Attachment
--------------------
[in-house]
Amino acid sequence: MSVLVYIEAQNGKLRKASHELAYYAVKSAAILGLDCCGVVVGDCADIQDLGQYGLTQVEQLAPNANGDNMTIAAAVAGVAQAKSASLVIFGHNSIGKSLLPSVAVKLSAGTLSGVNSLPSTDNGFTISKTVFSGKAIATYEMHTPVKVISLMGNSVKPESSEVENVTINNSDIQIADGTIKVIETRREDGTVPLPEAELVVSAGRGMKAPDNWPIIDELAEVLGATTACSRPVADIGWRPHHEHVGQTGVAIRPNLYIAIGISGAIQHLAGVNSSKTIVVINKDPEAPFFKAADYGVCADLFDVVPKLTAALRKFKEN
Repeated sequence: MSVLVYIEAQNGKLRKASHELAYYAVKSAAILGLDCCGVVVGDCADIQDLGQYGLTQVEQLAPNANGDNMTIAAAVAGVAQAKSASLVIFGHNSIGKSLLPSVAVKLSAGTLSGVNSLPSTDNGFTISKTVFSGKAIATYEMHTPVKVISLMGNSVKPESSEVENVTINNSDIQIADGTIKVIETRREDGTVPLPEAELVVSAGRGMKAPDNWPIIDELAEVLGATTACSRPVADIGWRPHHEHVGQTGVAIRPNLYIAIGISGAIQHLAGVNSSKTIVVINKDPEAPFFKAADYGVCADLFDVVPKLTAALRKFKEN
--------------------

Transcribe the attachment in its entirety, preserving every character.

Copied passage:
[in-house]
Amino acid sequence: MSVLVYIEAQNGKLRKASHELAYYAVKSAAILGLDCCGVVVGDCADIQDLGQYGLTQVEQLAPNANGDNMTIAAAVAGVAQAKSASLVIFGHNSIGKSLLPSVAVKLSAGTLSGVNSLPSTDNGFTISKTVFSGKAIATYEMHTPVKVISLMGNSVKPESSEVENVTINNSDIQIADGTIKVIETRREDGTVPLPEAELVVSAGRGMKAPDNWPIIDELAEVLGATTACSRPVADIGWRPHHEHVGQTGVAIRPNLYIAIGISGAIQHLAGVNSSKTIVVINKDPEAPFFKAADYGVCADLFDVVPKLTAALRKFKEN
Repeated sequence: MSVLVYIEAQNGKLRKASHELAYYAVKSAAILGLDCCGVVVGDCADIQDLGQYGLTQVEQLAPNANGDNMTIAAAVAGVAQAKSASLVIFGHNSIGKSLLPSVAVKLSAGTLSGVNSLPSTDNGFTISKTVFSGKAIATYEMHTPVKVISLMGNSVKPESSEVENVTINNSDIQIADGTIKVIETRREDGTVPLPEAELVVSAGRGMKAPDNWPIIDELAEVLGATTACSRPVADIGWRPHHEHVGQTGVAIRPNLYIAIGISGAIQHLAGVNSSKTIVVINKDPEAPFFKAADYGVCADLFDVVPKLTAALRKFKEN